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Diocesan Synod June 2022

Diocesan Synod came together for four days in Köln, at the beginning of June, to reflect, worship, be in community, and discuss topics such as Racial Justice, Trauma, Care for Creation, and more. It was the first time in two years that Synod was able to meet face to face, and even more significantly, the first time the newly elected members joined.

Bishop Robert opened the session with a presidential address that acknowledged the particularly challenging times we find ourselves in, citing the seemingly international mood at the moment:

“One of the impacts of Covid has been that ordinary discourse and social interaction has become harder to sustain. We have become shoutier and more aggressive in our dealings with one another. Many institutions, including the church, have found that complaints have significantly increased. A recent survey in the UK indicates that assaults on local doctors by patients including violent assaults have doubled.” 


Drawing comparison from Revelations horsemen, or “preparatory agents of divine judgement”, Bishop David acknowledged the Diocese in Europe’s own horsemen - unsurprisingly covid was the first. However he also mentioned the ongoing negative socio-economic impact of Brexit, the war in Ukraine, climate change, and the Conference on the future of Europe. 


Bishop David welcomed the new opportunity to gather face to face, outlined what lay ahead for synod, and drew to a close in focussing not on the challenges of today, but the hope we have in spite of them:


“A synod is a walking together in faith. I hope that the stories, the experiences and yes the business that is shared amongst us in these coming days will strengthen us for our walk with Christ. That is what it is really about. We are called to be witnesses to Jesus in our own time, just as St. John the Divine was in his. We live in an era of multiple crises. More than ever, the world needs faith and hope and love. We are to be completely realistic about the scale of the challenges, fully alert to the signs of the times, and at the same time to stay faithful to our calling to bear witness to Jesus. We are to remember always the hope of our calling, even unto death, aware that our hope spans both this life and the life of the world to come.”


The group spent two sessions focussing on Trauma Informed Ministry for Times Such as These, the first, led by the Revd Hilary Ison, about individual trauma - presenting the impact that trauma has on us personally, and within our bodies. Revd Hilary followed this teaching the next day, with a session on two types of collective trauma: events involving one person or family that affect a church as a whole, and, secondly, incidents that affect the entire church family directly.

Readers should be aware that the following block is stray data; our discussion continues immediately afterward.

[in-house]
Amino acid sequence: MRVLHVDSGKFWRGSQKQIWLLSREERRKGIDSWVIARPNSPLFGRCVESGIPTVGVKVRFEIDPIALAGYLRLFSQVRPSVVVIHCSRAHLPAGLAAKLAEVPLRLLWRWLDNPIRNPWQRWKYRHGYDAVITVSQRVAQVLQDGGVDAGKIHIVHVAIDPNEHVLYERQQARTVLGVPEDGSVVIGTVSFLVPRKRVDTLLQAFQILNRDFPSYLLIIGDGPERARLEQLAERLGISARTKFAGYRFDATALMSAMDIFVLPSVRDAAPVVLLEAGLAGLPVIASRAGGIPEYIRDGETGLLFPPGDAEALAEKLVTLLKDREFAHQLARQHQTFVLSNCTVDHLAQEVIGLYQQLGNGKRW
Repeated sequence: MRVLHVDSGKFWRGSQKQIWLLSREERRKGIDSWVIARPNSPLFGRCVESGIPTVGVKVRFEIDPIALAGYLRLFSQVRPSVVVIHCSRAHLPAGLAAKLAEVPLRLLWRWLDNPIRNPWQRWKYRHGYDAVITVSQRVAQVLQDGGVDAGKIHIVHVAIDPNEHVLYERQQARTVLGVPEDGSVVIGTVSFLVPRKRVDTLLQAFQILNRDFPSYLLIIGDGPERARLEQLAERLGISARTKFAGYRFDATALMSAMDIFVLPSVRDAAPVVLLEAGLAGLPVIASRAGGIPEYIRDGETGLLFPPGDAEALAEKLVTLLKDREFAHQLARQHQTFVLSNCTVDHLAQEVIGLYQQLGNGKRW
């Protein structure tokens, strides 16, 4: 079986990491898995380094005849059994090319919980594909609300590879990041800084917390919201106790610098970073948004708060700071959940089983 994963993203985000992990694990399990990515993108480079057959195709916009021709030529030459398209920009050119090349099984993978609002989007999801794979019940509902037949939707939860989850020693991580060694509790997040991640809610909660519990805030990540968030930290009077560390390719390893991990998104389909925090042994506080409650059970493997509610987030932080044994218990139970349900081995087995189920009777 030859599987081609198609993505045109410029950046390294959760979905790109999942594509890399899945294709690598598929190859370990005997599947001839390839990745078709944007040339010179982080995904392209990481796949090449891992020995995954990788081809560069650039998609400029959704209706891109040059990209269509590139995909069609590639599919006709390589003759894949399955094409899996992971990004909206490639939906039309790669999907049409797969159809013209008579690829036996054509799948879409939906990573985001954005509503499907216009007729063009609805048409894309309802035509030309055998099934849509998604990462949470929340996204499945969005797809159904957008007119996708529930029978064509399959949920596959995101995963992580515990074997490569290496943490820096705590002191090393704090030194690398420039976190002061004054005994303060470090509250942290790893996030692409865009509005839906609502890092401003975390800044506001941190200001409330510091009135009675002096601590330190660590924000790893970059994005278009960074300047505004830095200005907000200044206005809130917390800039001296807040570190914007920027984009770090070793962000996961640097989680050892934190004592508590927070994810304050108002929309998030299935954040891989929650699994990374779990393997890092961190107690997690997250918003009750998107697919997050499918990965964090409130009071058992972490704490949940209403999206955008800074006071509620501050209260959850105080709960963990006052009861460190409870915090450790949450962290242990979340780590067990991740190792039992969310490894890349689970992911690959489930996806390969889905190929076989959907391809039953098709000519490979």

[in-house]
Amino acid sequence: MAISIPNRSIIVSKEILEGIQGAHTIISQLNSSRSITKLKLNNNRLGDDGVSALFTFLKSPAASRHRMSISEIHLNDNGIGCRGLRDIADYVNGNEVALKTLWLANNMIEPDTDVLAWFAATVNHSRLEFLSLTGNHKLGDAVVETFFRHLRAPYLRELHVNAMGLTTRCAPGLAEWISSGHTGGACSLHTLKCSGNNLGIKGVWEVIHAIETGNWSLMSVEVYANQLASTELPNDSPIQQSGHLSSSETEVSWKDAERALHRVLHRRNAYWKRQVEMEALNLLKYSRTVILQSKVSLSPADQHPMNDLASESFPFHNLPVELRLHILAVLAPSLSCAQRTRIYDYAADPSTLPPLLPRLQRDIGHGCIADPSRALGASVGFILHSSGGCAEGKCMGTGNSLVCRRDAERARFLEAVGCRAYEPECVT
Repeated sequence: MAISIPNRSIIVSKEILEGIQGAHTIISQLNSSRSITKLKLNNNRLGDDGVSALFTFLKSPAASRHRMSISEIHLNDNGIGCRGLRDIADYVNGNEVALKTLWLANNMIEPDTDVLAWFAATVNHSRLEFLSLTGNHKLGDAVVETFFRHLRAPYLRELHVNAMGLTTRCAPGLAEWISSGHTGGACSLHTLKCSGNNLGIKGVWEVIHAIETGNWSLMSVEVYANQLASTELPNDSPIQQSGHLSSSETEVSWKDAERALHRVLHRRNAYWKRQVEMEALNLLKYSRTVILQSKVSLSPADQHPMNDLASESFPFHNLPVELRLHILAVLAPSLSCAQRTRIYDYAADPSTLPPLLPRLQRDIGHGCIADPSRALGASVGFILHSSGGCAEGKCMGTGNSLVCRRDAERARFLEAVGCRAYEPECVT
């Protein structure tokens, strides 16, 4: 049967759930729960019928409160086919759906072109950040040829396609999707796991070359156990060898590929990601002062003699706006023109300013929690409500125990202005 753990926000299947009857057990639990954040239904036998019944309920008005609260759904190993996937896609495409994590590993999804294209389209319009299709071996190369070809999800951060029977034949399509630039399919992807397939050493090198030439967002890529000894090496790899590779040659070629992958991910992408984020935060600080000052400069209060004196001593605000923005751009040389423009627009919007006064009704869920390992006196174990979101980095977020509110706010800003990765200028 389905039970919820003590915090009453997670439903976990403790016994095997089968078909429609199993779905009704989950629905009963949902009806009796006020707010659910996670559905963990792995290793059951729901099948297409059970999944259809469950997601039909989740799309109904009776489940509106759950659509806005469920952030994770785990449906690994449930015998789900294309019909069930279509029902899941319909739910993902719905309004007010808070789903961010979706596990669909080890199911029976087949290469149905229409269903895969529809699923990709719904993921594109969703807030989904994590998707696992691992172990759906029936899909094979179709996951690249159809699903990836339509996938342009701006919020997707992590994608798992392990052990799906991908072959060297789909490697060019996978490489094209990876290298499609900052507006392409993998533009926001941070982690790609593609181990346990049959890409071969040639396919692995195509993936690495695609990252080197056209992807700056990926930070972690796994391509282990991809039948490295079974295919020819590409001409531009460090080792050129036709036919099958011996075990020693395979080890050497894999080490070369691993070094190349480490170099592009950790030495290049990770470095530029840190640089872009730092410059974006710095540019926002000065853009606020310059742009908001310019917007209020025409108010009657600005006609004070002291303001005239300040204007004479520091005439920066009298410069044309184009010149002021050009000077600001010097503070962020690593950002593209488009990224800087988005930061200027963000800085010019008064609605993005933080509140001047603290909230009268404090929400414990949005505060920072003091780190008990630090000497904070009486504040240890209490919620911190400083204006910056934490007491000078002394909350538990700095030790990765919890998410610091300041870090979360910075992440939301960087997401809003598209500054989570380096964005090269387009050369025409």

Racial Justice was also a topic of significance, the discussion for which was led by the Venerable Leslie Nathaniel, the Revd Canon Smitha Prasadam, and Oziche Baron. The Racial Justice Working Group came together in response to the murder of George Floyd in 2020, and they created a policy document which was then circulated to all bishops in the Church of England. Fast forward to 2021, and they conducted an audit of this policy across chaplaincies in the Diocese in Europe - at synod they were happily able to report that this was a success story.


Another of the key challenges mentioned in Bishop Robert’s address was climate change, so it was apt that diocesan synod gave space for the Net Zero Working Group to speak. They presented their caring for creation policy, and how the diocese can work towards Net Zero. This policy was approved, alongside the motion urging chaplaincies to strive to meet the stated objectives.


Members of synod thoroughly enjoyed their time in Köln, reaping the relational benefits of being together, as well as the opportunity to discuss, at times heavy, important matters in the same room. Sadly, the Revd Malcolm Rogers was unable to attend in person, but thanks to technology was able to join virtually. He said, ““Powerless and vulnerably is what it’s all about. We are here to pray for Russian people and be an open door when many are being shut”.


Diocesan Synod closed with the joyful commissioning of the new Dean and Assistant Dean of Women’s Ministry, the Revd Debbie Flach, and the Revd Catriona Laing - much joyful whooping and applause was heard coming from the chapel. 


You can read about some of the key issues such as care for creation, and trauma, in much more depth in the July issue of European Anglicans, the diocesan magazine.